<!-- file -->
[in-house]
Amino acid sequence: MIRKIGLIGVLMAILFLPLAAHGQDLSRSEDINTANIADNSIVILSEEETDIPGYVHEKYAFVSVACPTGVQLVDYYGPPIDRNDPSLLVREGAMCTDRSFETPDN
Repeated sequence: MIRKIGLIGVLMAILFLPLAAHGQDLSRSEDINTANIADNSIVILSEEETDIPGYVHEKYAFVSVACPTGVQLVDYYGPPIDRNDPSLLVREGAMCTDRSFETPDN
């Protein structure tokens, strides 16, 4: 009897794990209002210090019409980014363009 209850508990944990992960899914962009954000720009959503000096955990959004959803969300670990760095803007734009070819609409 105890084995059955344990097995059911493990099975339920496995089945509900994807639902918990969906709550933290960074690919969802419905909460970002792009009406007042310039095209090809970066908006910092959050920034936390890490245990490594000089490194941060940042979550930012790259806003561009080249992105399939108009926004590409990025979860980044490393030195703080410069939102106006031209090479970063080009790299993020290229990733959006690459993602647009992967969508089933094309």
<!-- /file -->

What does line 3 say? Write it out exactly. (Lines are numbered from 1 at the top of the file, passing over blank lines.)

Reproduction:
Repeated sequence: MIRKIGLIGVLMAILFLPLAAHGQDLSRSEDINTANIADNSIVILSEEETDIPGYVHEKYAFVSVACPTGVQLVDYYGPPIDRNDPSLLVREGAMCTDRSFETPDN